One more thing.  If you have the opportunity, please tell a family physician you appreciate this effort!

Aaron George is a family practice resident who blogs at Future of Family Medicine. Dennis Gingrich is a family physician.

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  • Brian Stephens MD

    without proper TIME spent to communicate and advocate with patients, the above is meaningless.

    without proper payment for Family doctors to do this work, the above is meaningless.

    without physicians having some respect and authority to be proper medical decision makers for the good of public health (vs lawyers, the masses, and politicians), the above is meaningless.

    without real physician organization and leadership, the above is meaningless.

    we have none of these things.

    • Doug Phelan

      I say this as a student who is looking to go into family medicine – with the utmost respect, seeking to perhaps look at things in a different way.

      With regards to time – I agree, can’t think of anyone who wouldn’t. But more time seems like it will always be something to fight for.

      With regards to payment – the reimbursement rate is being slashed on specialists every year – first the cardiologists for echoes and EKGs, then the GIs for scopes. With few exceptions, it’s looking like that field will level. Yes the way things are going re: payment has plenty of remaining problems, but it would seem primary care is getting more of an emphasis, no? Maybe not to where it should be, but trend it out and then get involved to keep it going.

      With regard to physician respect – what of this “Patient Centered Medical Home” model? To borrow from a talk I heard recently, it would seem plenty has been done on the patient-centered-ness and medical aspects. Plenty has been done about finances, and hours, and forms, and paperwork. But how much has been done about making it a “home?” How are we building relationships with patients so as to become more trustworthy than the politician, than the media? Building a team within the office, so that everyone who has contact with the patient (often for more time than the physician) is welcoming that patient to the home? To be the person who even when bad news needs delivering, can hold that position of trust so that communication is appreciated for its knowledge and sincerity? Interpersonal dynamics would seem to loom large over this conundrum.

      With regard to physician leadership (and your previous comments I perused), how do we intend as a group of physicians to make any national organization count (AMA, AAFP, etc.) if we don’t get our hands in there and our voices counted? Constituant governance only works with active constituancy, 57.5% of the population turned out for the last Presidential Election. Why can’t we as physicians – who surely seem to deal with more urgency and reality than politicians – get at least that? Coach always told us as kids, “You lose 100% of the games you forfeit.”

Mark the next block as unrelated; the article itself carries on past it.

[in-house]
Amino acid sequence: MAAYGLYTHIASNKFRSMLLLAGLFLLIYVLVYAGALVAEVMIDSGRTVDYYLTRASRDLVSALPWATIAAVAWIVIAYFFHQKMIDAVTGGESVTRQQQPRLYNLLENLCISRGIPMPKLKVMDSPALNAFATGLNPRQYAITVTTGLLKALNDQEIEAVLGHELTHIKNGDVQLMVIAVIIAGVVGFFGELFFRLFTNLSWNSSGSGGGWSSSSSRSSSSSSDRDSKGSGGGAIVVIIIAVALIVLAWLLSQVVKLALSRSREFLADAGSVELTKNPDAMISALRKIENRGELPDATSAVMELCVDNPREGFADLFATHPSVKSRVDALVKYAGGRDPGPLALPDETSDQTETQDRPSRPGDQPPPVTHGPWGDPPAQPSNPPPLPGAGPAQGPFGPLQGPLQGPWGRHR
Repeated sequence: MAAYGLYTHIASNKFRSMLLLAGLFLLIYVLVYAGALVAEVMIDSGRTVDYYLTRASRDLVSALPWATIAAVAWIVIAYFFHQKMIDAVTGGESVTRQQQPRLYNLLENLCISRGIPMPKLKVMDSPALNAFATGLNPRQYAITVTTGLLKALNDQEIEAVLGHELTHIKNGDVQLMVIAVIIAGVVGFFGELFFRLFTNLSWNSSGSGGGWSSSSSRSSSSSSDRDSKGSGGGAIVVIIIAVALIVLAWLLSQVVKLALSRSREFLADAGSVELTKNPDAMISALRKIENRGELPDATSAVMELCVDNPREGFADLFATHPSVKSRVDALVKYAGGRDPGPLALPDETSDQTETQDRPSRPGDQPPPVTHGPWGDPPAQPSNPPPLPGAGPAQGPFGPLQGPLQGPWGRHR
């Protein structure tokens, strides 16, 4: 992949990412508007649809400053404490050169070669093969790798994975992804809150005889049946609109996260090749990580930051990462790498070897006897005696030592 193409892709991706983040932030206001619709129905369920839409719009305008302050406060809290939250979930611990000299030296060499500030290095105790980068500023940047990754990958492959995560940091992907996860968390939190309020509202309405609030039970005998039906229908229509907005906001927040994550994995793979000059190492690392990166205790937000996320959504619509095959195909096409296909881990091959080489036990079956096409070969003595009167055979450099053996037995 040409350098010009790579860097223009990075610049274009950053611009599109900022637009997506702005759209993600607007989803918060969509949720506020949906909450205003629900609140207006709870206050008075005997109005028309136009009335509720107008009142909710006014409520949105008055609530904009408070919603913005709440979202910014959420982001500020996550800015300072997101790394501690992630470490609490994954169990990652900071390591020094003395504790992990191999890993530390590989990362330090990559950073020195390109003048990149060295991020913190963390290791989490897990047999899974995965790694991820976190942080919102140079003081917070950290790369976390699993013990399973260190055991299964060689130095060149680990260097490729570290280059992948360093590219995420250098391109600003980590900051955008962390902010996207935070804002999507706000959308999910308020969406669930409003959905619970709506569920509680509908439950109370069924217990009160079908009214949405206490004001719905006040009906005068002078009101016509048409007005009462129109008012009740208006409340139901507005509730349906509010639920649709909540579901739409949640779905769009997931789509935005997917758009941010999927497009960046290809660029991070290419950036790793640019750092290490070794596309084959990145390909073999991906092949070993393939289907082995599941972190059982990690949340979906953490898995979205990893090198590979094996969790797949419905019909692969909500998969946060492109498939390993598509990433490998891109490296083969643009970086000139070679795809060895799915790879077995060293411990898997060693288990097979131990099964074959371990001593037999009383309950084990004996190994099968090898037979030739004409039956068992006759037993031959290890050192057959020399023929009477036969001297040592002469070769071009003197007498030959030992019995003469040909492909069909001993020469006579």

We may not have *some* of these things, but we can surely fight to get them. I yield that my youth carries an excess of idealism, but I – and many of my generation – simply cannot lay by and have a healthcare delivery happen to us.

  • Gaspere (Gus) Geraci

    Well said, and good comments, Dr. Stephens.

  • WarmSocks

    One patient here who greatly appreciates family physicians. Thank you!

  • shiriegale

    As one who has been castigated on this site for “dissing” primary care doctors, let me say that your flexibility and willingness to incorporate community and public health concerns as well as electronics and technology will stand you in good stead in the future. Primary care will survive and thrive as it should; your field will need to be a flexible as you are.

  • ninguem

    As long as there’s a form to fill out, as long as there’s a medical service that’s time-consuming and unpaid, there will always be a need for family physicians.

  • MightyCasey

    Since specialty medicine grew to 70% of MDs in the ’60s (ironically, the same decade that Marcus Welby started making weekly house calls on American TVs), the family practitioner has become the grunt of the US healthcare system. They earn, on average, 50% of what a specialist earns, but are expected to be the experts on population trends.

    FPs are dancing as fast as they can, but this game of musical chairs has run out of chairs and they’re left standing every single time the music stops. Until we move off of a disease-management model of “health” care, and toward a model of prevention and actual health, we’ll be stuck in our current circle of hell.

    • meyati

      They had General Practitioners before specialists. They have always been the grunts. I had a GP-as they were called back then-that made house calls in the 1940s. My GP, George Starr, DO, MD, and doctor of veterinary medicine, applied anesthesia and took out my tonsils, did a hysterectomy on my mother in the 1950s, was a certified cardiologist, took care of my Achilles tendon problems caused by being on the track team. He delivered babies. Chased me around the office to give me shots- along with my father and uncles trying to catch me. This was in Los Angeles. He saved the life of a motorcycle cop on the Philly campus of U of Penn. He and Penn were sued because of cop’s brain damage. The school had to give him free education for the rest of his life. Something new came out- he packed up moved into a dorm with the kids and became a specialist in a new field or updated himself. He said that being a specialist would be too boring and sad— cardiologists at Mt Sinai consulted with him.

      • MightyCasey

        I’m a huge fan of GPs/FPs. Specialty medicine didn’t really arrive until the ’60s of the last decade: all docs were MDs, if they developed a speciality it was due to community need, not self-selection. The type of doctor you describe has almost vanished from the earth. We desperately need to reverse their extinction.

  • John C. Key MD

    Family/general practice physicians can do a lot but unfortunately many have ceded territory unnecessarily. I really get tired of seeing articles about famly/general physicians being unnecessary and that they are easily replaced by mid-levels….’tain’t necessarily so. All that education isn’t for mothing.